Voters Increasingly Favor Biden’s Handling of the Israeli-Palestinian Conflict
Voters are about as likely to approve of President Joe Biden’s handling of the Israeli-Palestinian conflict than they are to disapprove of it (42% to 43%), marking an improvement since our first survey conducted after Hamas launched a mass terrorist attack in early October.
Since earlier this month, the share of voters who said they are equally sympathetic with the Israelis and the Palestinians has increased from 26% to 31%, including a 9-percentage-point increase among Democratic voters, following a highly salient blast at a Gaza hospital.
Biden’s plan to link funding for Israel and Ukraine faces an uphill climb with voters. A plurality (47%) support his $14 billion funding request to help Israel’s military, compared with a near-equal plurality (46%) who oppose Congress' approving of the $60 billion he is seeking to help Ukraine fend off Russia’s invasion.
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More than two weeks into Israel’s war with Hamas, voters are becoming more fond of President Joe Biden’s handling of the broader conflict. But as their awareness of the latest war increases, our new survey shows the public is becoming more likely to sympathize with both Israelis and Palestinians equally as the White House is pressing Congress to approve more military aid for Israel and address a range of other global issues.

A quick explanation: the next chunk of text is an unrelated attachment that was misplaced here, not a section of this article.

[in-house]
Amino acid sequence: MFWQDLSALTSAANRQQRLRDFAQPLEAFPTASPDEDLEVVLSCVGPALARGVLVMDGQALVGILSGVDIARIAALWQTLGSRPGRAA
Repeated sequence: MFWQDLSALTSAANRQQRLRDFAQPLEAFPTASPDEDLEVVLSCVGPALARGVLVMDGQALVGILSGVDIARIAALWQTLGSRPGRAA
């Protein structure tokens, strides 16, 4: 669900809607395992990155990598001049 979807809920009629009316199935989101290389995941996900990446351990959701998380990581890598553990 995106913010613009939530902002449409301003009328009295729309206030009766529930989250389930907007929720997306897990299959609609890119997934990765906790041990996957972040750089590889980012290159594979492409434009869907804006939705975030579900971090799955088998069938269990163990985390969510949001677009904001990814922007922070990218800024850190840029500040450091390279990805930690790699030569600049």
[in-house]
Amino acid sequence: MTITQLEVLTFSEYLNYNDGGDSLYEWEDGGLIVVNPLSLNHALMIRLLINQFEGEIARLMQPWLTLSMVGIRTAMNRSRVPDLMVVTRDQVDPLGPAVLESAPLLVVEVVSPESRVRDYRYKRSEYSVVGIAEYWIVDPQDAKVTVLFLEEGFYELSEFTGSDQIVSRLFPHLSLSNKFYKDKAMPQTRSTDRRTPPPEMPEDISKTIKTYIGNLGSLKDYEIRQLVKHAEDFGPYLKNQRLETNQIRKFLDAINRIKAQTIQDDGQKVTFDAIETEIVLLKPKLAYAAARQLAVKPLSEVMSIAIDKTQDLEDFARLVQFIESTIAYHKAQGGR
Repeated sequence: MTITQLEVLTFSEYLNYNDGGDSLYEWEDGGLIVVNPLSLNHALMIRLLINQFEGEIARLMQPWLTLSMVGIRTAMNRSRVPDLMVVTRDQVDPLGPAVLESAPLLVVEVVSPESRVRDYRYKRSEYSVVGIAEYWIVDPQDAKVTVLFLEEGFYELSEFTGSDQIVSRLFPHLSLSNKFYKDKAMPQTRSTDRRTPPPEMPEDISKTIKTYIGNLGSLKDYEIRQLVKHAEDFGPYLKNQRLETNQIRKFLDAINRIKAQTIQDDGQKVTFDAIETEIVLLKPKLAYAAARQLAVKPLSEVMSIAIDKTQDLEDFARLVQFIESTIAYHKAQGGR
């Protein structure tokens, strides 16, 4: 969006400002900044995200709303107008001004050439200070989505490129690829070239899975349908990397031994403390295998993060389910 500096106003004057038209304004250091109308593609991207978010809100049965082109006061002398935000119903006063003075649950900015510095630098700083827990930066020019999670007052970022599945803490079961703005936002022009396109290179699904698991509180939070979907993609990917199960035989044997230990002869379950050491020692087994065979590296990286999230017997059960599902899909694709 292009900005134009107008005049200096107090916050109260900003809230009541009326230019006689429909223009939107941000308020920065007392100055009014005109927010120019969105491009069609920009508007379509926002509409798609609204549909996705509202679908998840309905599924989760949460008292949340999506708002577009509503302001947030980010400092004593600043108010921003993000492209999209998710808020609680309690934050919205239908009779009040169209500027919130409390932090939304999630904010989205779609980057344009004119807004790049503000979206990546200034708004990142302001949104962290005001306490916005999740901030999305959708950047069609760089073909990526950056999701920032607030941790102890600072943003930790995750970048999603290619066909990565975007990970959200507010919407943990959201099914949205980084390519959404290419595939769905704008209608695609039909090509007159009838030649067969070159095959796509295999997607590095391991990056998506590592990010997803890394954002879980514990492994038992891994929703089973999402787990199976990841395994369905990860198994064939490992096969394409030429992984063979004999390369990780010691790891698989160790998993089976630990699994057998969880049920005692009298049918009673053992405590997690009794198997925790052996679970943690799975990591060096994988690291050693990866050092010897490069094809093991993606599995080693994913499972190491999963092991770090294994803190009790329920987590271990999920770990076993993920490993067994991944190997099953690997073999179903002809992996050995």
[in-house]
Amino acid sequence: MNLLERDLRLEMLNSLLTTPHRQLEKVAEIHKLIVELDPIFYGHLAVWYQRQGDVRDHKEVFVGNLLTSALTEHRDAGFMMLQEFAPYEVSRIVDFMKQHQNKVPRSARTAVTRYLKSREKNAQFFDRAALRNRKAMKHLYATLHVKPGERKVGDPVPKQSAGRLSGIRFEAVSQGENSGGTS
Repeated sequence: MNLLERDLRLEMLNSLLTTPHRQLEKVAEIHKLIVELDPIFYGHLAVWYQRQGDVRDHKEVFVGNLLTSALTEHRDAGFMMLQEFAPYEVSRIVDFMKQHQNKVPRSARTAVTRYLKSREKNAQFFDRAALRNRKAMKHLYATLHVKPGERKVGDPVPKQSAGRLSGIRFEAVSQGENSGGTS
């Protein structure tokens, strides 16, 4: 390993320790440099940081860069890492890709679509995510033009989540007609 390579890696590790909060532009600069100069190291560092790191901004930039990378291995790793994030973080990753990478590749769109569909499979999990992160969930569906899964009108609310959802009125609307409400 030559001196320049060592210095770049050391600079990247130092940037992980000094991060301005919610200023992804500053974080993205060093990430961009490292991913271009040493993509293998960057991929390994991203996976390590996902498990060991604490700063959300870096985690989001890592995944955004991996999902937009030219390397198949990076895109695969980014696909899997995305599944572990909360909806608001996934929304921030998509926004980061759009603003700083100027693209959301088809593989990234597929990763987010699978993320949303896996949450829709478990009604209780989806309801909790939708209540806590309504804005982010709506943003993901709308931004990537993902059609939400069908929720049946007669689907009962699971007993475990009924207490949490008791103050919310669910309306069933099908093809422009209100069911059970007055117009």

Approval of Biden’s Handling of the Israeli-Palestinian Conflict Is on the Rise
Voters are about as likely to approve of Biden’s handling of the conflict than they are to disapprove of it (42% to 43%), according to our Oct. 19-22 survey. This marks an improvement since our first survey conducted just after Hamas launched a mass terrorist attack on Oct. 7, driven by gains among both Democrats and independents — though sentiment remains underwater among voters not aligned with either major party.
At least 3 in 5 voters reported hearing at least “some” about Biden’s visit to Tel Aviv and his prime-time address in which he unveiled a roughly $105 billion spending package to aid Israel and Ukraine, according to our survey data. In his speech, Biden made the case for supporting Israel as it fights Hamas terrorists but also expressed care for Palestinian civilians, saying that “Hamas does not represent the Palestinian people.”
While the Israelis continue to garner the bulk of the public’s sympathy driven by solid backing among Republicans, our surveys show that more voters have begun to say they sympathize with both Israelis and Palestinians equally as the war has developed.
Democrats and Independents Are Becoming More Likely to Sympathize With Both Israelis and Palestinians Equally
According to our Oct. 21-23 survey, 2 in 5 voters said they are more sympathetic toward the Israelis, compared with 8% who said the same of the Palestinians. Both figures are virtually unchanged since our early October survey.
However, over that period, the share who said they are equally sympathetic for both sides increased from 26% to 31%, including a 9-percentage-point increase among Democrats. This increase in empathy for both sides may be attributable to high awareness of a deadly blast at a hospital in the Gaza Strip, whose perpetrator was contested as news of the event was breaking through to the American public.
Specific demographics at scale: Surveying thousands of consumers around the world every day powers our ability to examine and analyze perceptions and habits of more specific demographics at scale, like those featured here.